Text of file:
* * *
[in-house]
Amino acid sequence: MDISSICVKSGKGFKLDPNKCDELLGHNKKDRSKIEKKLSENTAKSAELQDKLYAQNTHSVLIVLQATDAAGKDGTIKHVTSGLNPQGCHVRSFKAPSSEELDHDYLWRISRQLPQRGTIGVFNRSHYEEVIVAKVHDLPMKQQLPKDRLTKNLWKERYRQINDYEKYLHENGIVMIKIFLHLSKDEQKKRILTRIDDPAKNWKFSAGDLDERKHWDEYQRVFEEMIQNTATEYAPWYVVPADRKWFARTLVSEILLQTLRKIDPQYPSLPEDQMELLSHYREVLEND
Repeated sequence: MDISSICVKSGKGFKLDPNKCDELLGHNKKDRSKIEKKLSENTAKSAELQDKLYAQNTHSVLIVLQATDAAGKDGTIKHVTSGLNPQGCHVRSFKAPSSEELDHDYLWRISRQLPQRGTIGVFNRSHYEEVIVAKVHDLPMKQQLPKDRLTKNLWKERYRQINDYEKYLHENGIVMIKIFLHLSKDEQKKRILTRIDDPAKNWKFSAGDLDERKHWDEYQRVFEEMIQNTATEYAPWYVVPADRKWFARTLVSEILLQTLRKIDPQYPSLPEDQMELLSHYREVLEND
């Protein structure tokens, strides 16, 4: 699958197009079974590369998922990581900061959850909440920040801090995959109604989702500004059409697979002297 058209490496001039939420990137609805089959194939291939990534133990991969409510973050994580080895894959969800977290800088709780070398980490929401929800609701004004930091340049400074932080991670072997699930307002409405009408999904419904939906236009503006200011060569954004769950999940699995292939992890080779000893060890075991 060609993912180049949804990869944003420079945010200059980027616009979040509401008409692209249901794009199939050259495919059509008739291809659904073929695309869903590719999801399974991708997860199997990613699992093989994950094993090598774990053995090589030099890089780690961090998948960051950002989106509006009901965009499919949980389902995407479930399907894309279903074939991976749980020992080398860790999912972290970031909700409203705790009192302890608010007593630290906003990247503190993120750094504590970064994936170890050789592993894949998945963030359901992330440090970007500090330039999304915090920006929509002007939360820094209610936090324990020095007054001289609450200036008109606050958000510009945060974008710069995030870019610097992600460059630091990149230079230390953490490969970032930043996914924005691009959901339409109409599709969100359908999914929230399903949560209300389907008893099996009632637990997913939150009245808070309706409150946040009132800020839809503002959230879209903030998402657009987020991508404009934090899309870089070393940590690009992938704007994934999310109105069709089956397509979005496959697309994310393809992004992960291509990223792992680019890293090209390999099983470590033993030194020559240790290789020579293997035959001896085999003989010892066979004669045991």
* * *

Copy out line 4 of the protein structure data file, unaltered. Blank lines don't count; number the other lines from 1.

């Protein structure tokens, strides 16, 4: 699958197009079974590369998922990581900061959850909440920040801090995959109604989702500004059409697979002297 058209490496001039939420990137609805089959194939291939990534133990991969409510973050994580080895894959969800977290800088709780070398980490929401929800609701004004930091340049400074932080991670072997699930307002409405009408999904419904939906236009503006200011060569954004769950999940699995292939992890080779000893060890075991 060609993912180049949804990869944003420079945010200059980027616009979040509401008409692209249901794009199939050259495919059509008739291809659904073929695309869903590719999801399974991708997860199997990613699992093989994950094993090598774990053995090589030099890089780690961090998948960051950002989106509006009901965009499919949980389902995407479930399907894309279903074939991976749980020992080398860790999912972290970031909700409203705790009192302890608010007593630290906003990247503190993120750094504590970064994936170890050789592993894949998945963030359901992330440090970007500090330039999304915090920006929509002007939360820094209610936090324990020095007054001289609450200036008109606050958000510009945060974008710069995030870019610097992600460059630091990149230079230390953490490969970032930043996914924005691009959901339409109409599709969100359908999914929230399903949560209300389907008893099996009632637990997913939150009245808070309706409150946040009132800020839809503002959230879209903030998402657009987020991508404009934090899309870089070393940590690009992938704007994934999310109105069709089956397509979005496959697309994310393809992004992960291509990223792992680019890293090209390999099983470590033993030194020559240790290789020579293997035959001896085999003989010892066979004669045991």